And on top of that, we were constantly in financial trouble because as much as kids love to complain about not having a place to be when there isn't.. they don't do a whole lot to support it when it does exist (and in my experience, would often actively bitch when it doesn't meet their specific expectations). The landlord eventually put us on a week to week agreement, our troubles with paying the bills were so bad. And yes, more then once we had to have emergency summits with our community of kids and friendly business owners to pass around the hat hoping that they would save our ass from closing down. It sucks when you have to do it, but there is nothing wrong with turning to your customer base when what you provide to them is in danger of disappearing.

Particularly when your business is one like Backspace, or my own way back when. When you provide a safe place for underage kids to be while bringing entertainment to town and all that which comes with having a venue/cafe and are in crisis, turning to that same community to plea for help to assure its continued existance is perfectly okay. I will be sorely disappointed if they are unable to raise the funds necessary to remain open, not with Backspace, but for the community it supports. I can't honestly say I have given a whole lot to their business in the past as a customer. But I went there and gave 5 dollars personally to the interest of them remaining open. Not a whole lot of money obviously, but all I can really muster at the moment..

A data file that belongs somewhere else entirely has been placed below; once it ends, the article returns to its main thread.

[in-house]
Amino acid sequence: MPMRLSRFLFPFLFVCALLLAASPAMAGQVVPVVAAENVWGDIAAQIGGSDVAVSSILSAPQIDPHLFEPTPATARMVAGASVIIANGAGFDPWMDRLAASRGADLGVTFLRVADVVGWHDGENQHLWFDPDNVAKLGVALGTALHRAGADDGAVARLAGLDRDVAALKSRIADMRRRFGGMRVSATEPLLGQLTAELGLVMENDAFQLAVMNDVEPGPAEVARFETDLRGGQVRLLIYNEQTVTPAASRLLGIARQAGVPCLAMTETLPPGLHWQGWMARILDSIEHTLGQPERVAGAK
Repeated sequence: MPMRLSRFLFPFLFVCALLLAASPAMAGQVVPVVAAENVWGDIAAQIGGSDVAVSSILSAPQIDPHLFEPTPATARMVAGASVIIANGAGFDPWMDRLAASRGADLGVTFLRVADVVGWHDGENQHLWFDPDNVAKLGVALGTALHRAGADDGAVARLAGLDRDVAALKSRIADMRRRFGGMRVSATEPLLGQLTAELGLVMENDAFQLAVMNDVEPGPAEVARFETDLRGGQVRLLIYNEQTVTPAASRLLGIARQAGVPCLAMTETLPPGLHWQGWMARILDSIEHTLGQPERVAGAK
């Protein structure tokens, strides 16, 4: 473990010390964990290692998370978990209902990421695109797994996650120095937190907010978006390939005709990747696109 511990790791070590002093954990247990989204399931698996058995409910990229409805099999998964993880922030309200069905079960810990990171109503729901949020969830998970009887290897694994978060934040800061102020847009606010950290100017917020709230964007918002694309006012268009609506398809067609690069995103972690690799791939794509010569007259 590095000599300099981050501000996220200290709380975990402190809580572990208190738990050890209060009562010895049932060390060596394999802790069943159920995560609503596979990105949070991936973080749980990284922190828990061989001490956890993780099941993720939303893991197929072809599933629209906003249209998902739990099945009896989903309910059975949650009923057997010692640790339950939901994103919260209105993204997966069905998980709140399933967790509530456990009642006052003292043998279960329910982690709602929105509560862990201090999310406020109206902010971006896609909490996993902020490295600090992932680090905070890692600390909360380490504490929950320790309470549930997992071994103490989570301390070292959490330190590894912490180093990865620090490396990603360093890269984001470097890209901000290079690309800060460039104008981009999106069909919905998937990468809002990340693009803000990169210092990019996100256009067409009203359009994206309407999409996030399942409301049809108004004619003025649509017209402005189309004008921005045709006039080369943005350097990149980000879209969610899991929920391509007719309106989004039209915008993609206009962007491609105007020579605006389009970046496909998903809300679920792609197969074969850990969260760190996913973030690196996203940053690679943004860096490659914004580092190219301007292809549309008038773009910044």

For the TL;DR crowd.. basically, kids aren't exactly big spenders/the type of crowd that keeps businesses open. So when things like this exist, it is largely a labor of love from people who may not have a whole lot of business acument, but do have a lot of willingness to try (and fail). And these people deserve the support of the communities they serve.
13
Backspace was one of the most professional, fun places I've played in Portland. It would be sad to see them go.
14
"acument"
15
No, really. What's the story with their dissolution by the state back in April? Why is that still the current information the state lists? I'm neither attorney nor accountant, so I have no idea how these things work, but it's bizarre to me that no one cares about the question. The state lists Backspace LLC as an inactive corporation. Is that resolved, but just not reflected in the state records? Or is Backspace since April run by something other than the dissolved Backspace LLC?

Seems like a reasonable question.